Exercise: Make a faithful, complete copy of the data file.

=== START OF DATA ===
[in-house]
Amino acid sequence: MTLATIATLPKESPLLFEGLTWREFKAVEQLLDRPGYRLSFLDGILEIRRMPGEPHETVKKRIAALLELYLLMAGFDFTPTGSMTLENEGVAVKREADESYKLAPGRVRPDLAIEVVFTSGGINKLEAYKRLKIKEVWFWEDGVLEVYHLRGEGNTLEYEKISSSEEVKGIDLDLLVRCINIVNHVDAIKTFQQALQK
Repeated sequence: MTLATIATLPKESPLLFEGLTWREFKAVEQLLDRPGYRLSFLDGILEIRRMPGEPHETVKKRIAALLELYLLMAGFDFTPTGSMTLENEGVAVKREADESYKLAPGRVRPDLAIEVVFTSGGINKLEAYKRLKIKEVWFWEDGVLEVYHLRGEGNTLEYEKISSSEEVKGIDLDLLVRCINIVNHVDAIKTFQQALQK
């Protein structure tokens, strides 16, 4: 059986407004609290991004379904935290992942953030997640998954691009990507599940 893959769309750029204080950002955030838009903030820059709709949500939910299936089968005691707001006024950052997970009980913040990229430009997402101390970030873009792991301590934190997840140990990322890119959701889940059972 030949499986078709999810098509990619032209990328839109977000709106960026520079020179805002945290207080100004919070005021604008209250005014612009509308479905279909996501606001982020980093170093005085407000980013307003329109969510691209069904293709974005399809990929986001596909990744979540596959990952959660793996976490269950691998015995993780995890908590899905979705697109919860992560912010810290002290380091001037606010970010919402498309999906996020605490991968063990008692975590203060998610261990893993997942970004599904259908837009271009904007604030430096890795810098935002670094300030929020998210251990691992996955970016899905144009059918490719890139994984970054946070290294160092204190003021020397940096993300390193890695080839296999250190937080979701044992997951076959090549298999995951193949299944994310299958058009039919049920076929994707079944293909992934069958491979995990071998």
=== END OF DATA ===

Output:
[in-house]
Amino acid sequence: MTLATIATLPKESPLLFEGLTWREFKAVEQLLDRPGYRLSFLDGILEIRRMPGEPHETVKKRIAALLELYLLMAGFDFTPTGSMTLENEGVAVKREADESYKLAPGRVRPDLAIEVVFTSGGINKLEAYKRLKIKEVWFWEDGVLEVYHLRGEGNTLEYEKISSSEEVKGIDLDLLVRCINIVNHVDAIKTFQQALQK
Repeated sequence: MTLATIATLPKESPLLFEGLTWREFKAVEQLLDRPGYRLSFLDGILEIRRMPGEPHETVKKRIAALLELYLLMAGFDFTPTGSMTLENEGVAVKREADESYKLAPGRVRPDLAIEVVFTSGGINKLEAYKRLKIKEVWFWEDGVLEVYHLRGEGNTLEYEKISSSEEVKGIDLDLLVRCINIVNHVDAIKTFQQALQK
């Protein structure tokens, strides 16, 4: 059986407004609290991004379904935290992942953030997640998954691009990507599940 893959769309750029204080950002955030838009903030820059709709949500939910299936089968005691707001006024950052997970009980913040990229430009997402101390970030873009792991301590934190997840140990990322890119959701889940059972 030949499986078709999810098509990619032209990328839109977000709106960026520079020179805002945290207080100004919070005021604008209250005014612009509308479905279909996501606001982020980093170093005085407000980013307003329109969510691209069904293709974005399809990929986001596909990744979540596959990952959660793996976490269950691998015995993780995890908590899905979705697109919860992560912010810290002290380091001037606010970010919402498309999906996020605490991968063990008692975590203060998610261990893993997942970004599904259908837009271009904007604030430096890795810098935002670094300030929020998210251990691992996955970016899905144009059918490719890139994984970054946070290294160092204190003021020397940096993300390193890695080839296999250190937080979701044992997951076959090549298999995951193949299944994310299958058009039919049920076929994707079944293909992934069958491979995990071998």